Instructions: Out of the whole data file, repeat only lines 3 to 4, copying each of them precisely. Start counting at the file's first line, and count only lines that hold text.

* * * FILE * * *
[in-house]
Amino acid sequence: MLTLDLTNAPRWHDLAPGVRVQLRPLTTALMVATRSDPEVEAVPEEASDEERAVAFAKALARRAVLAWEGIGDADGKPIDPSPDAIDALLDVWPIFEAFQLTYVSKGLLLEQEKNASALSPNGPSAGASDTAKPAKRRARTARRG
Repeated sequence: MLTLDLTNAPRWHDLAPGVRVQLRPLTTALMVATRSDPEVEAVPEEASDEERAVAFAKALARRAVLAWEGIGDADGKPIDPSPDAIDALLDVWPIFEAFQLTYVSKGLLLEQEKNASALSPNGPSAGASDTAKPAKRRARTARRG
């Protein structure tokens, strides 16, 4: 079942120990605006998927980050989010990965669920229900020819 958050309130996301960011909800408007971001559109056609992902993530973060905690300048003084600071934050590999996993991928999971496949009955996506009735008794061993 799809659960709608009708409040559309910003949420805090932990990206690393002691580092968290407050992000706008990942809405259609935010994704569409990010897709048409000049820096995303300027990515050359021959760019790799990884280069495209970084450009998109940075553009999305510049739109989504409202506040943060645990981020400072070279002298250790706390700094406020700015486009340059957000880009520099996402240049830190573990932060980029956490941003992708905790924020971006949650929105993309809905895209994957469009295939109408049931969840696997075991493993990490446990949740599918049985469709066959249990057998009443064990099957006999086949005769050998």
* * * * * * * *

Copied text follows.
Repeated sequence: MLTLDLTNAPRWHDLAPGVRVQLRPLTTALMVATRSDPEVEAVPEEASDEERAVAFAKALARRAVLAWEGIGDADGKPIDPSPDAIDALLDVWPIFEAFQLTYVSKGLLLEQEKNASALSPNGPSAGASDTAKPAKRRARTARRG
């Protein structure tokens, strides 16, 4: 079942120990605006998927980050989010990965669920229900020819 958050309130996301960011909800408007971001559109056609992902993530973060905690300048003084600071934050590999996993991928999971496949009955996506009735008794061993 799809659960709608009708409040559309910003949420805090932990990206690393002691580092968290407050992000706008990942809405259609935010994704569409990010897709048409000049820096995303300027990515050359021959760019790799990884280069495209970084450009998109940075553009999305510049739109989504409202506040943060645990981020400072070279002298250790706390700094406020700015486009340059957000880009520099996402240049830190573990932060980029956490941003992708905790924020971006949650929105993309809905895209994957469009295939109408049931969840696997075991493993990490446990949740599918049985469709066959249990057998009443064990099957006999086949005769050998």